This post will explore the audio design (excluding the musical soundtrack) of a sequence from Anna Broinowski’s Forbidden Lie$ (2007). the post is predominately stream-of-consciousness, I’ll be writing as I hear different sound effects throughout the sequence. It should be noted, that there are important sounds that I have not commented on (such as the ‘camera-click’ motif). This is not to discredit their relevance, I have simply chosen to take an analytical approach to the objectives of the overall sound design and, as a result, chosen some examples over others. I have also edited and loosely organised the post, thus, it is not entirely raw stream-of-consciousness.
The sequence begins with music, which we are not examining in this post. Layered atop the musical soundtrack is audio of tweeting bird. This may have been recorded by the filmmakers, or sampled/sourced elsewhere. Upon first listen, it appears possible that it may also be a part of the musical soundtrack, however, without access to precise information regarding this soundtrack, we will assume it has been layered. What suggests layering is that the sample is not synchronised with the music. For example, as it plays, the ‘tweeting’ continues into (not-quite) halfway into a bar of music. It is out of time. It is also amplified through increased gain/volume. It appears much louder than the musical soundtrack. Interestingly, it is repeated a number of times. It’s like an audible motif.
Layered atop of this are some recorded chimes.
Again, these were either recorded by the filmmaker in a studio, specifically as a sound effect or were sourced externally. Like the birdcall, they play a number of times. An almost pantomime-level musical crescendo is layered above the soundtrack as a visual transition swirls the romantic on-screen lovers further into their dream.
What follows is a series of Foley sound effects. They are loud above the soundtrack and very high intensity. When the female character throws her scarf from the car, the accompanying Foley is at a completely cinematic level. It is deep, booming and highly reverbed.
It’s possible that it is recorded with large mallet percussion. As the scarf lands on the grass, the Foley is something very heavy and solid being thrown onto a thick, dense surface creating an unrealistic thud that a scarf would never dream of making.
Then we hear some beautiful footsteps likely recorded by a Foley artist walking in sand, or, at least on a soft surface.
Then it all stops. We hear the click of a tape recorder which accompanies a freeze in the visuals. We have been woken up from the dream. The audio of Rana Husseini, a Jordanian journalist who leads the documentary’s investigation against Norma Khouri’s fantasy-world (see: lies). After the ‘tape has been stopped’, the first thing we hear that is not in this heightened, over-dramatised, theatrical world is Husseini’s, “This is not the truth!”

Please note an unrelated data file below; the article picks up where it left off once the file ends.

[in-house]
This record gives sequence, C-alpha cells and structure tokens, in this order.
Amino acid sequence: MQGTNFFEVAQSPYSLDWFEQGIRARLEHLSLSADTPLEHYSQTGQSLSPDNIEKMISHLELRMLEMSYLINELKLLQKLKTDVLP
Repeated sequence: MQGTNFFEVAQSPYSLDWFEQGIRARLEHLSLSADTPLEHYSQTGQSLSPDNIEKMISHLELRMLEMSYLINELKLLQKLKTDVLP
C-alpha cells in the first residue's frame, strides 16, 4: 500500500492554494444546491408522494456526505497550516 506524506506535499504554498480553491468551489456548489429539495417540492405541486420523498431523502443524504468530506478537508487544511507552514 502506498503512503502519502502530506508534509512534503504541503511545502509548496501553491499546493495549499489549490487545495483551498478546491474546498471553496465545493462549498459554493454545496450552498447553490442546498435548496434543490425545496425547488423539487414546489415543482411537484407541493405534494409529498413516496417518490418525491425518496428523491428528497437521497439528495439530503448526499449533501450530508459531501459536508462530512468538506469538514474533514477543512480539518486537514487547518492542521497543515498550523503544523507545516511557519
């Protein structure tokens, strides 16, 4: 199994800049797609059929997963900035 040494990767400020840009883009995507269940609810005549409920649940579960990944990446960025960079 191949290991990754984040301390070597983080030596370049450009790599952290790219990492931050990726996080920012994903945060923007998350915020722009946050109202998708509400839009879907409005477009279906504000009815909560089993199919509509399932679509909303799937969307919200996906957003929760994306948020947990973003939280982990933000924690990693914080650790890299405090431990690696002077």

Followed by a recorded “thud” and the sound of sand blowing away, as the woman in the fantasy disintegrates into the desert sand, blown by the Middle Eastern winds. The sound is possibly achieved by pouring sand or a similar substance (sugar? salt?) onto a fairly resonant surface. It also seems to be layered with, perhaps, the winding back of a tape or record. This rewinding compliments the earlier sound effect. Once the tape recorder has stopped and the world declared a fantasy, it is now being rewound, undoing what the lie has created.
The cover of the book is given its own, full frame (our first time alone with it) as a ‘cash-register’ sound effect is heard. This is totally theatrical. Performative. It is offering a subjective reality. Showing the cover alone is not performative. It is a presentation of an objective fact.
Displaying the cover accompanied with this sound effect, added in Post-Production, is deliberately using the power of association to have the audience draw their own conclusions. To evoke an understanding; to awaken an embodied knowledge that this book = $dollars$ and these $dollars$ are a priority (over, for example, truth or the text’s larger social impact), which substantiates an overarching theme of the film that is, notably, titled: Forbidden Lie$ (2007).
And this is how the documentary continues. As Husseini introduces herself, the أَذَان (adhan; call to prayer) underscores her speech. What this does is it subtly gives her, particularly to the Western viewer, an Arab authority. She seems a credible, legitimate source in the Arab world. As opposed to Norma Khouri who, when introduced, is met with those familiar chimes and bird motifs from the earlier dreamland. These are deliberate, purely performative actions executed by the filmmaker. They are uninterested in appearing impartial, rather, they are interested in presenting their subjective truth as truthfully as possible.
When Husseini reads a passage from the text in question and Khouri’s reading is introduced, layered on top, it again delegitimises the writer. Why? Because her American accent holds less authority, about the places she is reading of, than Husseini’s Jordanian one.
What underscores Khouri’s reading is a suspenseful, cinematic soundtrack coupled with a beating heart, quickly unraveled once Husseini’s voice cuts in to explain Khouri’s misinformation. The audio alone is enough to ridicule the subject.
This is accentuated, again, once the fun, upbeat (Greek-influenced?) music is introduced in the salon. Every statement we hear from Khouri is a shambles. Husseini and the now-introduced Dr. Amal A. Sabbagh shut down everything she has to say, with fact, but not in an expository or objective sense. In a performative one. The audio engineering and sound design bring this performance alive.
Broinowski, A. (Director). (2007). Forbidden Lie$ [Motion Picture].
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